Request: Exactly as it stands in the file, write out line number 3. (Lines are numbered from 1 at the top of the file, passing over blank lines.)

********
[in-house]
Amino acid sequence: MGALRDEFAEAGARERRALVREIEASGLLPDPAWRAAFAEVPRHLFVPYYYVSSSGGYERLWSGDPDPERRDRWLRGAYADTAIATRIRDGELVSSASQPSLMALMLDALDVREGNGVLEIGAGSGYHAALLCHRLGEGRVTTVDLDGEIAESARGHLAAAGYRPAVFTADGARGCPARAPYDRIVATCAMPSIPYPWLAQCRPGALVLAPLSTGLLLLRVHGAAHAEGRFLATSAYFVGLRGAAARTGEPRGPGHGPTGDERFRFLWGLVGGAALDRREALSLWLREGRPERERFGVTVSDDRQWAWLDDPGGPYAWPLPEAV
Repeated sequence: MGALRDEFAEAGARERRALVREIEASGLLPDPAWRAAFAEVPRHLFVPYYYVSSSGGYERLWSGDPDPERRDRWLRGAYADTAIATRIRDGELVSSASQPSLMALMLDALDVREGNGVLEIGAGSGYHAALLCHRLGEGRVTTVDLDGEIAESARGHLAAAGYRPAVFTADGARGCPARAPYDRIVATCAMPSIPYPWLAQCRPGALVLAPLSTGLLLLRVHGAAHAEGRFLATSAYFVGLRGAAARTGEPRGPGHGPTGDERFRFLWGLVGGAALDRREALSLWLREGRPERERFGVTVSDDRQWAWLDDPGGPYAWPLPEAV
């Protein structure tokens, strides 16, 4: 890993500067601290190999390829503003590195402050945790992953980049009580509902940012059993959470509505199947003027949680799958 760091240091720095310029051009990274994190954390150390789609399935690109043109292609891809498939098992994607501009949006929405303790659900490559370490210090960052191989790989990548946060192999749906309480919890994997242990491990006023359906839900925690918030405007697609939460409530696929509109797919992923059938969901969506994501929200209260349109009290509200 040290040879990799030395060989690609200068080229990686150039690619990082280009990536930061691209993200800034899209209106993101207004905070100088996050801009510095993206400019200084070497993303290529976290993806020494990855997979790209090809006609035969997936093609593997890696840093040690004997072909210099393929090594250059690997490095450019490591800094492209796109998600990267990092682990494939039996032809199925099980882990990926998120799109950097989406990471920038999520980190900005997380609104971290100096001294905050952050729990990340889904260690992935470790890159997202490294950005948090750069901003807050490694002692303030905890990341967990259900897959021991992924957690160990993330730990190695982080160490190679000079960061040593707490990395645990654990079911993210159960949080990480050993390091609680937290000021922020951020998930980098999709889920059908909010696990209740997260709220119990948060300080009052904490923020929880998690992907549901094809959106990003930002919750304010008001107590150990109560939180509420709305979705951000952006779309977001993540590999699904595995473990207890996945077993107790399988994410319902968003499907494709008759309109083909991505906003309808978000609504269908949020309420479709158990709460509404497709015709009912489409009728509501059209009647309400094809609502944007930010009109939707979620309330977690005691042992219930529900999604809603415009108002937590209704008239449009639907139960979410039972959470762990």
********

Repeated sequence: MGALRDEFAEAGARERRALVREIEASGLLPDPAWRAAFAEVPRHLFVPYYYVSSSGGYERLWSGDPDPERRDRWLRGAYADTAIATRIRDGELVSSASQPSLMALMLDALDVREGNGVLEIGAGSGYHAALLCHRLGEGRVTTVDLDGEIAESARGHLAAAGYRPAVFTADGARGCPARAPYDRIVATCAMPSIPYPWLAQCRPGALVLAPLSTGLLLLRVHGAAHAEGRFLATSAYFVGLRGAAARTGEPRGPGHGPTGDERFRFLWGLVGGAALDRREALSLWLREGRPERERFGVTVSDDRQWAWLDDPGGPYAWPLPEAV